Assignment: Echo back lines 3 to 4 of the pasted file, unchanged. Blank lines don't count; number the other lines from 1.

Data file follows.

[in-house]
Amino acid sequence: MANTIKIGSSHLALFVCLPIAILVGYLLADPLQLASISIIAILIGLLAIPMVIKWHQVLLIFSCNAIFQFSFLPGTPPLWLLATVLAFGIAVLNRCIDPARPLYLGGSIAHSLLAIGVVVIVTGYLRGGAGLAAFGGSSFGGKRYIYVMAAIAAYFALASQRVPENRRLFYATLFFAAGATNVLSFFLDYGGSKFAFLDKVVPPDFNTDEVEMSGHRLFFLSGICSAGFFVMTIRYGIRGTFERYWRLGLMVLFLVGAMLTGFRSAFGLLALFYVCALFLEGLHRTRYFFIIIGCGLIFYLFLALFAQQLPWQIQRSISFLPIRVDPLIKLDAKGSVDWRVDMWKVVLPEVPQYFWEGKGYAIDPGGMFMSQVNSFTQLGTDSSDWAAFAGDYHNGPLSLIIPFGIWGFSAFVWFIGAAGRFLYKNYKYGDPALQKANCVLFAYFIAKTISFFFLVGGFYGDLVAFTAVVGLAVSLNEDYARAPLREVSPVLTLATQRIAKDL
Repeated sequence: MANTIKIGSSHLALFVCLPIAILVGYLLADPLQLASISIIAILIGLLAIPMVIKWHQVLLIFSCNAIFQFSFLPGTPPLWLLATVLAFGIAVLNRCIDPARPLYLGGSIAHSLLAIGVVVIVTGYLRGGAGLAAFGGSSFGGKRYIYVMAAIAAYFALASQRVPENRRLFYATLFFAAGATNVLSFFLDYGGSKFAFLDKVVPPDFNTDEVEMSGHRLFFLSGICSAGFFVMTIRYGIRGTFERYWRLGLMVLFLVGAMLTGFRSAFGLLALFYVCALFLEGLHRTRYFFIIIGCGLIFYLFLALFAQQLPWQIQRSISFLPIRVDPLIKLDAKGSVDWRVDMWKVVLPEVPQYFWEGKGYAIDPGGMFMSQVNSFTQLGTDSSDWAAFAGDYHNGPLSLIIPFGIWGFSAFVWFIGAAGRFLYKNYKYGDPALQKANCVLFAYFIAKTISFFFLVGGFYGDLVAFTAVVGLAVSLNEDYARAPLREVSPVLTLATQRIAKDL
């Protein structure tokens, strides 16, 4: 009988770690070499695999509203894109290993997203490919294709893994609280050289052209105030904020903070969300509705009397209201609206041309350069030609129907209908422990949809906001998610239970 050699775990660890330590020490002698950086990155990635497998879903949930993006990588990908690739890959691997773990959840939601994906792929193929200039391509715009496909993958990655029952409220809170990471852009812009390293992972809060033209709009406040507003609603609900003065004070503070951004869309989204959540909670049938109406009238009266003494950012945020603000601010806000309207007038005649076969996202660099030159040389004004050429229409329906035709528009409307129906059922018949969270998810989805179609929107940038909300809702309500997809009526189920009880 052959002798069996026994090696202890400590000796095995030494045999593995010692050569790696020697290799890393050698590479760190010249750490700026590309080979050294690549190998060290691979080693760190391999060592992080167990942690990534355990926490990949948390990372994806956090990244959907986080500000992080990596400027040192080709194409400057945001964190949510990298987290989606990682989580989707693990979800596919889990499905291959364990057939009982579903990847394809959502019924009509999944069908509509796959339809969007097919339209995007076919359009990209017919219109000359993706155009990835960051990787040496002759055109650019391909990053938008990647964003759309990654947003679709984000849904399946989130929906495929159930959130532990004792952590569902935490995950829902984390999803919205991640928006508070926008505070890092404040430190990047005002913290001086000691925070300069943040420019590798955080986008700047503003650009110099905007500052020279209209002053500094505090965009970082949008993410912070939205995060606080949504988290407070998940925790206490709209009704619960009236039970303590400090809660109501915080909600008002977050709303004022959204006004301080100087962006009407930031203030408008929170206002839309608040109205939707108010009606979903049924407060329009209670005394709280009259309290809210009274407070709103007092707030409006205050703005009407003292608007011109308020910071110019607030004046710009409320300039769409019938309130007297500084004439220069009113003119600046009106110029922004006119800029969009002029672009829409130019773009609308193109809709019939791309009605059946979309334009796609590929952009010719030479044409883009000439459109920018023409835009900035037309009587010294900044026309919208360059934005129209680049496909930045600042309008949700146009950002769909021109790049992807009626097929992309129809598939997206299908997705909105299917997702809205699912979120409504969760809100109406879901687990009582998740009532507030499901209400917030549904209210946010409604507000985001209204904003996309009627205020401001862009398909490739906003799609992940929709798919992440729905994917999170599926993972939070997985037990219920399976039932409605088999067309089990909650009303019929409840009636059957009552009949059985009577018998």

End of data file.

Repeated sequence: MANTIKIGSSHLALFVCLPIAILVGYLLADPLQLASISIIAILIGLLAIPMVIKWHQVLLIFSCNAIFQFSFLPGTPPLWLLATVLAFGIAVLNRCIDPARPLYLGGSIAHSLLAIGVVVIVTGYLRGGAGLAAFGGSSFGGKRYIYVMAAIAAYFALASQRVPENRRLFYATLFFAAGATNVLSFFLDYGGSKFAFLDKVVPPDFNTDEVEMSGHRLFFLSGICSAGFFVMTIRYGIRGTFERYWRLGLMVLFLVGAMLTGFRSAFGLLALFYVCALFLEGLHRTRYFFIIIGCGLIFYLFLALFAQQLPWQIQRSISFLPIRVDPLIKLDAKGSVDWRVDMWKVVLPEVPQYFWEGKGYAIDPGGMFMSQVNSFTQLGTDSSDWAAFAGDYHNGPLSLIIPFGIWGFSAFVWFIGAAGRFLYKNYKYGDPALQKANCVLFAYFIAKTISFFFLVGGFYGDLVAFTAVVGLAVSLNEDYARAPLREVSPVLTLATQRIAKDL
């Protein structure tokens, strides 16, 4: 009988770690070499695999509203894109290993997203490919294709893994609280050289052209105030904020903070969300509705009397209201609206041309350069030609129907209908422990949809906001998610239970 050699775990660890330590020490002698950086990155990635497998879903949930993006990588990908690739890959691997773990959840939601994906792929193929200039391509715009496909993958990655029952409220809170990471852009812009390293992972809060033209709009406040507003609603609900003065004070503070951004869309989204959540909670049938109406009238009266003494950012945020603000601010806000309207007038005649076969996202660099030159040389004004050429229409329906035709528009409307129906059922018949969270998810989805179609929107940038909300809702309500997809009526189920009880 052959002798069996026994090696202890400590000796095995030494045999593995010692050569790696020697290799890393050698590479760190010249750490700026590309080979050294690549190998060290691979080693760190391999060592992080167990942690990534355990926490990949948390990372994806956090990244959907986080500000992080990596400027040192080709194409400057945001964190949510990298987290989606990682989580989707693990979800596919889990499905291959364990057939009982579903990847394809959502019924009509999944069908509509796959339809969007097919339209995007076919359009990209017919219109000359993706155009990835960051990787040496002759055109650019391909990053938008990647964003759309990654947003679709984000849904399946989130929906495929159930959130532990004792952590569902935490995950829902984390999803919205991640928006508070926008505070890092404040430190990047005002913290001086000691925070300069943040420019590798955080986008700047503003650009110099905007500052020279209209002053500094505090965009970082949008993410912070939205995060606080949504988290407070998940925790206490709209009704619960009236039970303590400090809660109501915080909600008002977050709303004022959204006004301080100087962006009407930031203030408008929170206002839309608040109205939707108010009606979903049924407060329009209670005394709280009259309290809210009274407070709103007092707030409006205050703005009407003292608007011109308020910071110019607030004046710009409320300039769409019938309130007297500084004439220069009113003119600046009106110029922004006119800029969009002029672009829409130019773009609308193109809709019939791309009605059946979309334009796609590929952009010719030479044409883009000439459109920018023409835009900035037309009587010294900044026309919208360059934005129209680049496909930045600042309008949700146009950002769909021109790049992807009626097929992309129809598939997206299908997705909105299917997702809205699912979120409504969760809100109406879901687990009582998740009532507030499901209400917030549904209210946010409604507000985001209204904003996309009627205020401001862009398909490739906003799609992940929709798919992440729905994917999170599926993972939070997985037990219920399976039932409605088999067309089990909650009303019929409840009636059957009552009949059985009577018998």